lthough many ‘lesser' makers undoubtedly retailed Scott guns that were delivered to them fully finished, it has been suggested that the likes of Blanch and Holland & Holland surely had them delivered in the ‘white’. However, I am afraid that this was possibly not so. I have seen too many back action guns, which although they carry a different ‘maker’s’ name are in all respects finished identically. I particularly remember one Blanch back action ejector with unusually shaped lock plates and very fine full bold foliate engraving which I presumed to have been a special order only to come across an identical Holland & Holland Dominion within the year.

Courtesy of Christie's Images

< An early 'Crystal Inspection Port' back action displaying many Scott features, no. 5394

(Courtesy of Christie's Images)


Back action lock work

Blanch were very fond of interceptor sears and examples of all their hammerless guns will be found with them. Furthermore, I have not seen a 'Scott' back action that did not have them and a close inspection of the inside of a few Blanch back actions will reveal two variations of the interceptor sear. In essence one lies behind the tumbler and blocks its fall by being placed between a extension of the lock plate and the breast of the tumbler and the other lies in front of the tumbler and catches its fall with a hook arrangement. These two designs are covered by different patents, the former credited in British Shotguns, 1871-1890 by David Baker and I M Crudgington to Holland & Holland as illustrated in Holland and Robertson's patent no. 5834 of 1887 and marketed by them as their 'Patent Block Safety'. However, WW Greener in his famous book Modern Shotguns attributes this design to W & C Scott. The truth is that the rights to this design belonged to Joseph Needham and George Hinton under the patent no. 706 of 1879.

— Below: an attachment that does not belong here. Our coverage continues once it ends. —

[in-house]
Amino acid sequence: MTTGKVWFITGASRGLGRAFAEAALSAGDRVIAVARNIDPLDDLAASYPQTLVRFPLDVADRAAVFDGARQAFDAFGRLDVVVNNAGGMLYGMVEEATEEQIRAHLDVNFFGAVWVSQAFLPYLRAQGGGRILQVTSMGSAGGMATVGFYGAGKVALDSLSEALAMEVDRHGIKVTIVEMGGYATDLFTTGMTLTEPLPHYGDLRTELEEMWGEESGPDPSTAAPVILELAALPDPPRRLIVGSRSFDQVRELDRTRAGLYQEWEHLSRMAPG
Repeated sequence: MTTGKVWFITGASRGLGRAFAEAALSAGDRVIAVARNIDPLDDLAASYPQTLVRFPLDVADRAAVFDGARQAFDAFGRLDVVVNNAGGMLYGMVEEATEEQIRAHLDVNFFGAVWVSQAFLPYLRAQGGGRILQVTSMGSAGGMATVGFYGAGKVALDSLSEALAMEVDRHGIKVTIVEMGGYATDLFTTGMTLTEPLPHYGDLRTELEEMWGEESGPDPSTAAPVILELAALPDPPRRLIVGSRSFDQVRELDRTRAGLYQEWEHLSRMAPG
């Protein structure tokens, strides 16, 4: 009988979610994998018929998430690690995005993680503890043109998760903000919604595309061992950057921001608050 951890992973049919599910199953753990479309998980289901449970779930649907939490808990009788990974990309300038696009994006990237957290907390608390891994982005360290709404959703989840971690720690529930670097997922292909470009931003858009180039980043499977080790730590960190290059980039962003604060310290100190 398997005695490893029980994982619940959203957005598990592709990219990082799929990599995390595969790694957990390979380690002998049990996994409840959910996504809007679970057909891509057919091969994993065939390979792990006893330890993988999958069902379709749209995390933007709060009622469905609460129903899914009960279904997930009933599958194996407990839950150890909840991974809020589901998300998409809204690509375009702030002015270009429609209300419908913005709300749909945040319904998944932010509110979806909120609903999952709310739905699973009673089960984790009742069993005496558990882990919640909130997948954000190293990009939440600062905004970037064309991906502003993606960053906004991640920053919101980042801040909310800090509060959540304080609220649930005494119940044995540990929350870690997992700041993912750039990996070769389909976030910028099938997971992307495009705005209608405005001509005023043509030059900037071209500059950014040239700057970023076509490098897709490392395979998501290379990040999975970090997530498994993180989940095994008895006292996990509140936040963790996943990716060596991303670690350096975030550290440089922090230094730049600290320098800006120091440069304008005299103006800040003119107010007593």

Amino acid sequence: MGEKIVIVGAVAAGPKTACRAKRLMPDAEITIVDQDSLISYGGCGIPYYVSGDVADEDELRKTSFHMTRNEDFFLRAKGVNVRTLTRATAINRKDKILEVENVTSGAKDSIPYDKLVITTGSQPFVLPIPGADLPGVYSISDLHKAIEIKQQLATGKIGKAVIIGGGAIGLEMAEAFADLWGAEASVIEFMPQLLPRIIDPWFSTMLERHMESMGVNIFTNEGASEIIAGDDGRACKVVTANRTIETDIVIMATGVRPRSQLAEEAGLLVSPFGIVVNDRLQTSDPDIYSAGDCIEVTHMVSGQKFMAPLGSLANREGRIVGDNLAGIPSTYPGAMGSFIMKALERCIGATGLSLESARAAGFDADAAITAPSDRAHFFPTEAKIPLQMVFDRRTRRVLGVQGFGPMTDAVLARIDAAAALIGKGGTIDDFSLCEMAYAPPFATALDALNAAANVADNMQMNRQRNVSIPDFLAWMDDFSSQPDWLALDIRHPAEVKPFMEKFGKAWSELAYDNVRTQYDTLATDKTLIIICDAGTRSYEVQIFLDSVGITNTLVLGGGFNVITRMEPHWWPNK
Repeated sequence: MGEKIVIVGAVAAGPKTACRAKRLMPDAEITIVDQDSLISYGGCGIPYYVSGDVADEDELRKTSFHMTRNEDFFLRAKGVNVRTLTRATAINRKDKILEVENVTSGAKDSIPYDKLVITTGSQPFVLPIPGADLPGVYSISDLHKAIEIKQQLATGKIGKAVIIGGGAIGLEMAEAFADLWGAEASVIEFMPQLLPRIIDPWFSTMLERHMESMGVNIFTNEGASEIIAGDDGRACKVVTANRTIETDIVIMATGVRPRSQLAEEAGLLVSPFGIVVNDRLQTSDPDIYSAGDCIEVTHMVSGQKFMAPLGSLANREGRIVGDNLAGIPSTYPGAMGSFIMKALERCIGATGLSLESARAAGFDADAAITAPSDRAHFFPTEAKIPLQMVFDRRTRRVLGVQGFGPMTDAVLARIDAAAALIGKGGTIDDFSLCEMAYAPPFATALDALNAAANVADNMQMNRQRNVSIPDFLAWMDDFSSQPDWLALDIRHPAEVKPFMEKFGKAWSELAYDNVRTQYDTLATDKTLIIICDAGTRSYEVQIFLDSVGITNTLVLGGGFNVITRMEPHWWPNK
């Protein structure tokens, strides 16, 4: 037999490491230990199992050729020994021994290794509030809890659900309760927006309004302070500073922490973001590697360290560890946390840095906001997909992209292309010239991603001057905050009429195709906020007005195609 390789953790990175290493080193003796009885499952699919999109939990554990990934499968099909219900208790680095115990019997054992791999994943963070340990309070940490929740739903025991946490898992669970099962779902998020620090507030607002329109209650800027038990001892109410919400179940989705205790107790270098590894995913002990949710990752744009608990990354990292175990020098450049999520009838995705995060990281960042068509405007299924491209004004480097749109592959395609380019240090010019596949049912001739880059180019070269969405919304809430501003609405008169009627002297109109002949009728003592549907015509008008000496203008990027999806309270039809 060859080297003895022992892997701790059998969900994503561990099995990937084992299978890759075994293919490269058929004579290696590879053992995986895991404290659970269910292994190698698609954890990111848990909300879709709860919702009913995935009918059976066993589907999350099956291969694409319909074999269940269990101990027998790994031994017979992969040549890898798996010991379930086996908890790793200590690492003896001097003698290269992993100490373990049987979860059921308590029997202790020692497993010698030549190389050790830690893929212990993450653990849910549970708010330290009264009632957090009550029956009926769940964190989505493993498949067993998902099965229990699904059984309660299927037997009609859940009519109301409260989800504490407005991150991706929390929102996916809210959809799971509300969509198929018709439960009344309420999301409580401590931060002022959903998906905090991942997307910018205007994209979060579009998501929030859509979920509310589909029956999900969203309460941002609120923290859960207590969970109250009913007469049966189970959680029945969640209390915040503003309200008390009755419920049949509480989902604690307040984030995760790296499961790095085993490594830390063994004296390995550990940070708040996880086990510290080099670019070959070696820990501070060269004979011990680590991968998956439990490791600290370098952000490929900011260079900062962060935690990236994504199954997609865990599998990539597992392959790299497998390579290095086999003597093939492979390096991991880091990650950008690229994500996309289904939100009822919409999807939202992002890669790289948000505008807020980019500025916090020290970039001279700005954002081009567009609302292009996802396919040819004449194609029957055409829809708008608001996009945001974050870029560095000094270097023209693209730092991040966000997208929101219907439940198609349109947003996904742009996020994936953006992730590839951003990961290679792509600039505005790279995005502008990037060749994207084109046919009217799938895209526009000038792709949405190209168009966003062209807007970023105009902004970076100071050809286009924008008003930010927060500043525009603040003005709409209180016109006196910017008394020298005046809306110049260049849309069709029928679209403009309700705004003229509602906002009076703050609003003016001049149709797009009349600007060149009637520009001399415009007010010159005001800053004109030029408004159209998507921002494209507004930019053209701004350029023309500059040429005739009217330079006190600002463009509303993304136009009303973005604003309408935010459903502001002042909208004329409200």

The latter is to be found in Thomas Perkes's provisional patent no. 3049 of 1883 although it is not mentioned in the full specification.

The two variations commonly found on Blanch (Scott) back actions.

< 'Block Patent Safety' as also found in Holland & Holland 'Royal' side locks, here seen in gun no. 5560. Note that 'Block Patent Safety' is usually engraved on the inner tail of the lock plate, as here. Needham & Hinton patent no. 706 of 1879.

The alternative 'hook' interceptor sear, gun no. 6047, attributed to Thomas Perkes patent no. 3049 of 1883>

Interceptor sears in Blanch boxlocks are also quite common and all the examples I have seen follow the usual boxlock pattern of an 'L' shaped sear, pivoted on a transverse pin located just behind the fence. Pulling the trigger lifts this sear out of engagement with the tumbler as the main sear is pulled out of its bent. If the tumbler accidentally falls without the trigger being pulled the hook catches it. The design of this mechanism seems to derive from William Anson's patent no. 4089 of 1882 which describes a double rocking lever operated by the safety catch which blocks sears and triggers. However, it also includes the interceptor sears as described above which gives a real 'belt & braces' approach! The use of the double rocking levers to lock the trigger blades, the standard Westley Richards safety, is very common in Blanch boxlocks, the use of the interceptor sears as well considerably less so.


As with the back action lock work, Blanch retailed many guns that used other current patents, especially those by Scott. Whether this was because they particularly liked the patents or simply because Scott was their supplier of choice remains a mute point. However, the fact remains that you are likely to encounter many patent acknowledgment on their guns and none that I am aware of refer to a Blanch patent.